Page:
Having almost completed the erection of their steam sawmills and machinery for the manufacture of flooring and linings, and got to hand part of their stock of foreign timber, they are now ready to receive orders and give estimates. James Walker & Co would solicit a visit from architects, builders and cabinetmakers in Inverness and other towns in the district.
Orders punctually attended to. Prices moderate. Deals, battens and other scantlings; also flooring, linings, boardings, sarkings &c to be always kept in stock.”
The day their steam boiler arrived, a half dozen horses had to be requisitioned from Messrs Wordie to tow the boiler from the railway station to the Shore. It is on record that it caused a sensation and crowds lined the street to watch the ‘event.’
Within a few years James Walker, who had also been in keen demand as a speaker and preacher, died. His brother George gave up his own business in Banff and moved to Inverness in 1865, taking over his brother’s partnership; it is to him and Robert Cook that the rapid development of James Walker & Co. was due.
Robert Cook was a town councillor and Bailie of Inverness for many years and also a member of the Harbour Trust with a deep interest in politics and church affairs. As a young man he found much pleasure in his sailing boat. He also rode a bone-shaker in the early days of cycling and had a great interest in music, possessing a mellow baritone voice.
James Walker & Co. pursued a considerable trade with Norway in hewn logs, which were sawn to various dimensions in Inverness. They dealt with all sorts of soft and hard woods, supplying contractors engaged in construction works all over the North. From the Baltic countries came cargoes produced in Finland, the Scandinavian countries and Russia. In fact, the firm’s name alone would later ensure the safe delivery of any letter posted in Canada or from some of the other forested belts in Norway or Soviet Russia.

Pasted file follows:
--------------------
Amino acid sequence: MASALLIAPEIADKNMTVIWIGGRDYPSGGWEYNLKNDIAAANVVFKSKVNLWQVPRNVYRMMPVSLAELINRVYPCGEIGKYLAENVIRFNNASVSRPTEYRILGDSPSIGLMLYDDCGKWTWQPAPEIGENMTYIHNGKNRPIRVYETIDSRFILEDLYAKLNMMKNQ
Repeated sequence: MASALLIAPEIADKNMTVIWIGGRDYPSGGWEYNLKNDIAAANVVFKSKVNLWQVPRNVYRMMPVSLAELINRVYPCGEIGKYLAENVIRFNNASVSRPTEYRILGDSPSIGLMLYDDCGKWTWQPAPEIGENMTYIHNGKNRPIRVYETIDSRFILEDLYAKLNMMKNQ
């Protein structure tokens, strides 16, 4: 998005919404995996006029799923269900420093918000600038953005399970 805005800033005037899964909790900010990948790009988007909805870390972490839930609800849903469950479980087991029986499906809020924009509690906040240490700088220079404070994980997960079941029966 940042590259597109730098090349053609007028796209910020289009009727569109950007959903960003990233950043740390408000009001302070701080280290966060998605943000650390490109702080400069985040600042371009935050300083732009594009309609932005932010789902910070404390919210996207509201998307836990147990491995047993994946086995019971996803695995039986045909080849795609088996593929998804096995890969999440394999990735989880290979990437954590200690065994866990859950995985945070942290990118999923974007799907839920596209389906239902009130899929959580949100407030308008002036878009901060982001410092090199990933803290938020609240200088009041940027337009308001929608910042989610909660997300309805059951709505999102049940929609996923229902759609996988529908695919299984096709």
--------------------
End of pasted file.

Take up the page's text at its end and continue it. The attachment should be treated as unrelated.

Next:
Walkers brought the cargoes into the Caledonian Canal, and the log timber was seasoned in the water of the Basin. The company used to run their own ships, notably the sailing barques Sovereign,* Aurora, Elizabeth and Sverre, trading with the Baltic and with Canada, carrying wood to Inverness, but much of the chartering had to be done with other shipowners, and later, steamers began to be used by the firm. These schooners and other sailing craft brought timber to the Caledonian Canal basin, and from there the cargoes were taken by horse and cart to the wood yard, about one mile distant.
Over time various pieces of equipment and machinery were added to the original outfit, including the installation of a second mill building, each of the two buildings housing a complete mill. This turned out to be fortunate, as one wet winter morning a fire broke out and one mill was destroyed. For months afterwards day and night-shifts worked in the remaining building until new premises were erected.
When opportunity offered, the company bought land around their original acre and extended the premises. A railway siding was built and later other facilities added, including a new steam engine. Bogie lines were laid down, greatly easing the hard work, and later a wire rope and power from the steam engine aided or replaced both horse and human labour by drawing the bogies on a narrow gauge line, and lorries and tractors began to be used for deliveries to customers.